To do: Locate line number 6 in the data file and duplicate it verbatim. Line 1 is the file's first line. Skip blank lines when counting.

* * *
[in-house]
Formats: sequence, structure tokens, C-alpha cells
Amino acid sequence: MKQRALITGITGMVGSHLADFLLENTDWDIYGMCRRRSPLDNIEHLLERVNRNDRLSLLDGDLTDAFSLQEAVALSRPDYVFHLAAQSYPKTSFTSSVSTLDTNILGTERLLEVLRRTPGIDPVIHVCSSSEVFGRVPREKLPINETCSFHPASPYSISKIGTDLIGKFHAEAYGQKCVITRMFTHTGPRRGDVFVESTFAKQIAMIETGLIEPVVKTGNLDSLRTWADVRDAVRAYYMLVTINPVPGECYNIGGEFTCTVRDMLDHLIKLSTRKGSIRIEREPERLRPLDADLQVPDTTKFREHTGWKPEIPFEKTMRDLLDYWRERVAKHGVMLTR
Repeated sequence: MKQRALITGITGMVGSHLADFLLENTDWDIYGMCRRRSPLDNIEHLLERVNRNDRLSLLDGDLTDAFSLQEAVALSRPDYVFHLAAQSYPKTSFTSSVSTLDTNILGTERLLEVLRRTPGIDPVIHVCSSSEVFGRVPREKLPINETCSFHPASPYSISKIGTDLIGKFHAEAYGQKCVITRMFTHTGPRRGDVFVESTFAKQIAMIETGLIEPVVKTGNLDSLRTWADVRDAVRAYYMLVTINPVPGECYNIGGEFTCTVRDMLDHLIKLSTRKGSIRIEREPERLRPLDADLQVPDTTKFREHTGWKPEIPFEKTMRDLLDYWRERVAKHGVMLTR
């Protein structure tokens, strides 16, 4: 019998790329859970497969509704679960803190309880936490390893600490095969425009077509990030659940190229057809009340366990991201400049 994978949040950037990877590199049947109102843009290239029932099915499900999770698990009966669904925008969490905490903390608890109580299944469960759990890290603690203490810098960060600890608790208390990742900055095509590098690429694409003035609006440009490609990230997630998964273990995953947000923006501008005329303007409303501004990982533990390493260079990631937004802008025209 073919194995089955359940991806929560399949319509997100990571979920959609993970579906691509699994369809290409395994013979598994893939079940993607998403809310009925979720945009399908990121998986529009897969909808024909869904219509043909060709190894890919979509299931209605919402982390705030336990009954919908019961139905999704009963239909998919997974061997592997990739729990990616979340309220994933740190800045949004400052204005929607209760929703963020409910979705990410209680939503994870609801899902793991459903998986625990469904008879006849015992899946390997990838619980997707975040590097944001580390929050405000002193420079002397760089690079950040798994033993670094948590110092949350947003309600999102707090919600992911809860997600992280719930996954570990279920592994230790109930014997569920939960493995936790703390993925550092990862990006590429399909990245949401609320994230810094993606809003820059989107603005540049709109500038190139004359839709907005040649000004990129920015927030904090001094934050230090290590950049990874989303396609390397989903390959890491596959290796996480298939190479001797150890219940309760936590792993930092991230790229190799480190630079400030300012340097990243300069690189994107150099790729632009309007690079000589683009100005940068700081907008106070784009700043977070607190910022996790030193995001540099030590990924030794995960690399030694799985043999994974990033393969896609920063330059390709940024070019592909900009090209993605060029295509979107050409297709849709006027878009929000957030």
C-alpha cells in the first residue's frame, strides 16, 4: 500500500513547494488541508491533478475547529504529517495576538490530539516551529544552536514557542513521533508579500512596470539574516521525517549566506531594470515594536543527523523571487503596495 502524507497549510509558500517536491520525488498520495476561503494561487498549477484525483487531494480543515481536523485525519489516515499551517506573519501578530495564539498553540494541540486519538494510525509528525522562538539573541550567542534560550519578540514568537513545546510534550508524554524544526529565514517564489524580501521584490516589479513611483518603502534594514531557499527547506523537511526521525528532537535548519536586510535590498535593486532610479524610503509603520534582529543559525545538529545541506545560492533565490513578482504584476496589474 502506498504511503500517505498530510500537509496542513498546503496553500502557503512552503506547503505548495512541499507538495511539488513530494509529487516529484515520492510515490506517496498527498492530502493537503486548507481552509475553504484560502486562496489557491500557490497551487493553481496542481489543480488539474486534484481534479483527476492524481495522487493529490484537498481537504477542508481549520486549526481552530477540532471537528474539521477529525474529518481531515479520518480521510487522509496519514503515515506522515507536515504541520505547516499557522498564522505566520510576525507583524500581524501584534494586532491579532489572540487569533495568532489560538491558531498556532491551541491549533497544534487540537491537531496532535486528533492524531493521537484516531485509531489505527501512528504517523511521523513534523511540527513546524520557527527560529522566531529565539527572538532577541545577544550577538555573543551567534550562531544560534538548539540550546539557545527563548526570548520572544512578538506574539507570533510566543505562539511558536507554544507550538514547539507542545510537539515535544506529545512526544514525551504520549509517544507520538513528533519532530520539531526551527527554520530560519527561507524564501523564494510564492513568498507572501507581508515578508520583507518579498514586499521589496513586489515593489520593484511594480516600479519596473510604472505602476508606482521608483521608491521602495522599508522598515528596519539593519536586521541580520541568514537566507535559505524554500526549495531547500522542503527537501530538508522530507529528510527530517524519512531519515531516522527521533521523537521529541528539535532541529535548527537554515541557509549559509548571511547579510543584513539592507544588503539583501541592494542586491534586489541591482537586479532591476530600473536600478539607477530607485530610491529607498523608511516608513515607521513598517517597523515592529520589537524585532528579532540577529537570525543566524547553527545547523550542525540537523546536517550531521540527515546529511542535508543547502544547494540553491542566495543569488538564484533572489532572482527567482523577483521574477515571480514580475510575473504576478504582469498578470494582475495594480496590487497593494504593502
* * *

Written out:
C-alpha cells in the first residue's frame, strides 16, 4: 500500500513547494488541508491533478475547529504529517495576538490530539516551529544552536514557542513521533508579500512596470539574516521525517549566506531594470515594536543527523523571487503596495 502524507497549510509558500517536491520525488498520495476561503494561487498549477484525483487531494480543515481536523485525519489516515499551517506573519501578530495564539498553540494541540486519538494510525509528525522562538539573541550567542534560550519578540514568537513545546510534550508524554524544526529565514517564489524580501521584490516589479513611483518603502534594514531557499527547506523537511526521525528532537535548519536586510535590498535593486532610479524610503509603520534582529543559525545538529545541506545560492533565490513578482504584476496589474 502506498504511503500517505498530510500537509496542513498546503496553500502557503512552503506547503505548495512541499507538495511539488513530494509529487516529484515520492510515490506517496498527498492530502493537503486548507481552509475553504484560502486562496489557491500557490497551487493553481496542481489543480488539474486534484481534479483527476492524481495522487493529490484537498481537504477542508481549520486549526481552530477540532471537528474539521477529525474529518481531515479520518480521510487522509496519514503515515506522515507536515504541520505547516499557522498564522505566520510576525507583524500581524501584534494586532491579532489572540487569533495568532489560538491558531498556532491551541491549533497544534487540537491537531496532535486528533492524531493521537484516531485509531489505527501512528504517523511521523513534523511540527513546524520557527527560529522566531529565539527572538532577541545577544550577538555573543551567534550562531544560534538548539540550546539557545527563548526570548520572544512578538506574539507570533510566543505562539511558536507554544507550538514547539507542545510537539515535544506529545512526544514525551504520549509517544507520538513528533519532530520539531526551527527554520530560519527561507524564501523564494510564492513568498507572501507581508515578508520583507518579498514586499521589496513586489515593489520593484511594480516600479519596473510604472505602476508606482521608483521608491521602495522599508522598515528596519539593519536586521541580520541568514537566507535559505524554500526549495531547500522542503527537501530538508522530507529528510527530517524519512531519515531516522527521533521523537521529541528539535532541529535548527537554515541557509549559509548571511547579510543584513539592507544588503539583501541592494542586491534586489541591482537586479532591476530600473536600478539607477530607485530610491529607498523608511516608513515607521513598517517597523515592529520589537524585532528579532540577529537570525543566524547553527545547523550542525540537523546536517550531521540527515546529511542535508543547502544547494540553491542566495543569488538564484533572489532572482527567482523577483521574477515571480514580475510575473504576478504582469498578470494582475495594480496590487497593494504593502